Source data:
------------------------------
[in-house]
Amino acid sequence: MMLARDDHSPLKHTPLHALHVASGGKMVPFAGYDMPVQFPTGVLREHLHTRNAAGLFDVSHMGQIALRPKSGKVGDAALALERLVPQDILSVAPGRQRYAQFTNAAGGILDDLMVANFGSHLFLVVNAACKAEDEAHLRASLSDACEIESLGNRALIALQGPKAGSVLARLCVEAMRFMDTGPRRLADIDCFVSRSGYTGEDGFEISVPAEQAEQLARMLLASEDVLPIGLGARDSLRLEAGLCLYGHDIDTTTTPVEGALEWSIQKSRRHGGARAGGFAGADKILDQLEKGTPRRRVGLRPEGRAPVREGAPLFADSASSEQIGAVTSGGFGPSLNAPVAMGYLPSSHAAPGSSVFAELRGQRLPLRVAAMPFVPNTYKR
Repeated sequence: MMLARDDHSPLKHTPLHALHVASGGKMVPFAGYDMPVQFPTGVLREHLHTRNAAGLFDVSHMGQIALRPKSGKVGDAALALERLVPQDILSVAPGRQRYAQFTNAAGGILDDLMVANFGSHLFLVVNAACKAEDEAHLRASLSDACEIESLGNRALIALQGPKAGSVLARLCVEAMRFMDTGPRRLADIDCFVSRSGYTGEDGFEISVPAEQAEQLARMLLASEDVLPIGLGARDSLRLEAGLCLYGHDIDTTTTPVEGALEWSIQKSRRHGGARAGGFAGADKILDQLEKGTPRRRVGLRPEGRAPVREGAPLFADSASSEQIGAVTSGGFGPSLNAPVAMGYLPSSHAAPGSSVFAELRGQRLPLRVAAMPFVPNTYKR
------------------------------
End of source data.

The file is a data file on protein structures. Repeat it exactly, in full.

[in-house]
Amino acid sequence: MMLARDDHSPLKHTPLHALHVASGGKMVPFAGYDMPVQFPTGVLREHLHTRNAAGLFDVSHMGQIALRPKSGKVGDAALALERLVPQDILSVAPGRQRYAQFTNAAGGILDDLMVANFGSHLFLVVNAACKAEDEAHLRASLSDACEIESLGNRALIALQGPKAGSVLARLCVEAMRFMDTGPRRLADIDCFVSRSGYTGEDGFEISVPAEQAEQLARMLLASEDVLPIGLGARDSLRLEAGLCLYGHDIDTTTTPVEGALEWSIQKSRRHGGARAGGFAGADKILDQLEKGTPRRRVGLRPEGRAPVREGAPLFADSASSEQIGAVTSGGFGPSLNAPVAMGYLPSSHAAPGSSVFAELRGQRLPLRVAAMPFVPNTYKR
Repeated sequence: MMLARDDHSPLKHTPLHALHVASGGKMVPFAGYDMPVQFPTGVLREHLHTRNAAGLFDVSHMGQIALRPKSGKVGDAALALERLVPQDILSVAPGRQRYAQFTNAAGGILDDLMVANFGSHLFLVVNAACKAEDEAHLRASLSDACEIESLGNRALIALQGPKAGSVLARLCVEAMRFMDTGPRRLADIDCFVSRSGYTGEDGFEISVPAEQAEQLARMLLASEDVLPIGLGARDSLRLEAGLCLYGHDIDTTTTPVEGALEWSIQKSRRHGGARAGGFAGADKILDQLEKGTPRRRVGLRPEGRAPVREGAPLFADSASSEQIGAVTSGGFGPSLNAPVAMGYLPSSHAAPGSSVFAELRGQRLPLRVAAMPFVPNTYKR